President Trump’s actions have sparked massive activist energy from progressives. His Executive Order on immigration created waves of protests at cities and airports across the country. Those protests have been significant in getting lawmakers that oppose Trump’s actions to take stands where possible. Without massive protests, Washington’s Attorney General Bob Ferguson may never have brought the case that put a temporary stand to the immigration executive order. The protests may also have had a chilling effect on new executive orders that would generate more protests, including one order that would have curbed LGBT rights that appears to have been scrapped. Basically, the activism appears to have had some impact.
What will it look like if the Trump Administration goes after cannabis?
With the confirmation of Jeff Sessions as Attorney General, we now have an ardent pot critic in charge of our country’s law enforcement apparatus. Because of the Rohrabacher Amendment, the Department of Justice cannot use resources to interfere with state implementation of medical marijuana laws, which includes medical marijuana businesses at least in the Ninth Circuit. However, recreational states such as Washington, Oregon, and Colorado could be targeted if Sessions and Trump decide to make this an issue.
If they do decide to go hard after recreational marijuana, with either a general notice or targeted civil actions or even criminal law enforcement actions against cannabis entrepreneurs, what will the public reaction be? It isn’t automatic that legal changes a majority of Americans oppose will lead to massive reaction and protesting. The administration has appointed someone to the Federal Communications Commission who threatens the open internet we have today and would like to replace it with a system where internet service providers can curate content. Yet, there have been no protests or even much public opposition by political leaders against this appointment. Net neutrality as a concept is very popular, but it does not provide the same energy spark as civil rights, LGBT rights, or immigration.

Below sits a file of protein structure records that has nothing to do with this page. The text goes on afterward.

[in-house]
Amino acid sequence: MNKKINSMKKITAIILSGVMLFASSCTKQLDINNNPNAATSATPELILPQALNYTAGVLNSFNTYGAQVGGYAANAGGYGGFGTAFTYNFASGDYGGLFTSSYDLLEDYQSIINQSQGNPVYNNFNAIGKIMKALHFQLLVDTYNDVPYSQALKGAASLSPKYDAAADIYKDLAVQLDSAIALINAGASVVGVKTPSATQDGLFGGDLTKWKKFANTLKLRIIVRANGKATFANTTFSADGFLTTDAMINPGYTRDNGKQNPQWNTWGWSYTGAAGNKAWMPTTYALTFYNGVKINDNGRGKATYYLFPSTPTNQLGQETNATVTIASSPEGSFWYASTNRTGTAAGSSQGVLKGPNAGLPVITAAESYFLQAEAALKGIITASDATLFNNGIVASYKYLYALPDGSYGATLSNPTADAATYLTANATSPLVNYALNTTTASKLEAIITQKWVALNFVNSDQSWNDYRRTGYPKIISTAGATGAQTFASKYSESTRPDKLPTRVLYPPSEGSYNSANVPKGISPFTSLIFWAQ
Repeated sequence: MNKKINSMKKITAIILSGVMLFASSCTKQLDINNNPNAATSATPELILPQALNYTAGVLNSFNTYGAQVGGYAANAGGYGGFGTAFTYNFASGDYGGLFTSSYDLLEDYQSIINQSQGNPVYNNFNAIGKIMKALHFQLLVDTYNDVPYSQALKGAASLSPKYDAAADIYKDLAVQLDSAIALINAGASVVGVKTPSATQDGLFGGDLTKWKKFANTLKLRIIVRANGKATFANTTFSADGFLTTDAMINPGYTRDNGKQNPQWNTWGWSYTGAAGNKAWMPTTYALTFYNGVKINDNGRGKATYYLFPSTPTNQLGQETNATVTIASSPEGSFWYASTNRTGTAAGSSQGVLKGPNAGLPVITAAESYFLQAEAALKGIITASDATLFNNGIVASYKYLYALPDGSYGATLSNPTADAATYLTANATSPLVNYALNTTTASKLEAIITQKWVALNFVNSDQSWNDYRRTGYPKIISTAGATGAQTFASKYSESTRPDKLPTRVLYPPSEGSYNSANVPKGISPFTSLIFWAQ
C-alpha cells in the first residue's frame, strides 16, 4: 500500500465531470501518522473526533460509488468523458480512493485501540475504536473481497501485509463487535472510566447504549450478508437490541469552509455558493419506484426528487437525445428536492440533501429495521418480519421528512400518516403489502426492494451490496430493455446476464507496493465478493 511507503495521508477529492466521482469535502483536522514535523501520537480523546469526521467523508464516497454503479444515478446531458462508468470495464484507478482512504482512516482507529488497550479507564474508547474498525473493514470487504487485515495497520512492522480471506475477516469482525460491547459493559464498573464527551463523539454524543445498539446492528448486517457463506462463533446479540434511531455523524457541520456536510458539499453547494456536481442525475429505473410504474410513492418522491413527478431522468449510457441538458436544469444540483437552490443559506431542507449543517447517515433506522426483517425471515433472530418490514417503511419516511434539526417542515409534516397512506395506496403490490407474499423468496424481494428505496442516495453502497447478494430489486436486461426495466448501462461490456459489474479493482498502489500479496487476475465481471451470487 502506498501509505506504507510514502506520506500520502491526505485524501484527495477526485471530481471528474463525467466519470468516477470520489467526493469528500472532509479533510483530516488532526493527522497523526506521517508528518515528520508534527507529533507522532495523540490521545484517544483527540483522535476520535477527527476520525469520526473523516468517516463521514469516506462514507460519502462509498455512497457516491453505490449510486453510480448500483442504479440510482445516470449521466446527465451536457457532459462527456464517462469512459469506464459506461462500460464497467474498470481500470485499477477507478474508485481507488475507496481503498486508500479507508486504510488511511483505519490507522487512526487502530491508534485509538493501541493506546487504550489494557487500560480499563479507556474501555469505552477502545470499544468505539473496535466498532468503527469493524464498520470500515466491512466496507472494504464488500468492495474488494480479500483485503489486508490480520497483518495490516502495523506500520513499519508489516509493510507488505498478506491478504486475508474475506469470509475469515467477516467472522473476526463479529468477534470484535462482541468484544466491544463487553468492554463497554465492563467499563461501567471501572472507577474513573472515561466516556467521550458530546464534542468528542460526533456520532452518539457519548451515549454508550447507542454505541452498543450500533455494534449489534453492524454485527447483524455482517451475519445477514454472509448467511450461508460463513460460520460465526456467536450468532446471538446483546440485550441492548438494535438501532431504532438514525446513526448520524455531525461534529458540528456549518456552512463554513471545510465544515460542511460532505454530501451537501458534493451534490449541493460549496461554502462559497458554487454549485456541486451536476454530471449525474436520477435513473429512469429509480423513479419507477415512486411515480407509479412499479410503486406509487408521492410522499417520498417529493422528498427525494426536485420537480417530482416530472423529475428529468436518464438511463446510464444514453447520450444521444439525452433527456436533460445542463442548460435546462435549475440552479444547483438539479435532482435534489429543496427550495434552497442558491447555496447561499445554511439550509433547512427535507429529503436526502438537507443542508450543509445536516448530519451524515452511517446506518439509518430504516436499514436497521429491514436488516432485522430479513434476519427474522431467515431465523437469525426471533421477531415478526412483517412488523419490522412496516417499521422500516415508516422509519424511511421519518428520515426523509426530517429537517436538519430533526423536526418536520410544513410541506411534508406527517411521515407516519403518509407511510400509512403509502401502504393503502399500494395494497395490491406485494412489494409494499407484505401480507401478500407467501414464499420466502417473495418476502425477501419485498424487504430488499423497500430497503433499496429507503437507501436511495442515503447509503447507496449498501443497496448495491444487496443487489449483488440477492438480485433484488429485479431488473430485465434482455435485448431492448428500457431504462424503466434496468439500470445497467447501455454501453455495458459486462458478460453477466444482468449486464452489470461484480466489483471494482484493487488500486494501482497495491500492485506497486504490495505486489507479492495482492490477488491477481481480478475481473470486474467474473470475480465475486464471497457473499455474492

One of the best ways to prevent an attack on the rights of states to treat marijuana how they see fit is to convince federal officials that marijuana issues will spark the same kind of energy as the refugee ban. This means that people who don’t care at all about cannabis as a product have to get involved. There were tons of people involved in the immigration protests that have probably never known a Syrian refugee or Iraqi immigrant, but they protested because Trump’s immigration order struck them as un-American.
In the same way, using federal law enforcement authority to attack businesses and individuals that are fully compliant with a marijuana state regulatory system is deeply un-American. It has never been the job of the federal government to involve itself in intrastate issues unless it is trying to protect civil rights or voting rights. Every success the federal government has had at the intrastate level has been to curb discrimination and protect the rights of workers, voters, and others against state actions that violate federal law or the constitution. Federal action against intrastate activity outside of those types of issues has been seen as brazen overreach.
If we grant that public reaction and public protest is a real check on federal authority, then people who care about cannabis rights must place the issue within the framework of fundamental American values. Only through that structure, and through adoption of that structure by people who are not cannabis users or business owners, will there be enough potential or actual public backlash to avoid the administration upending the current cannabis status quo.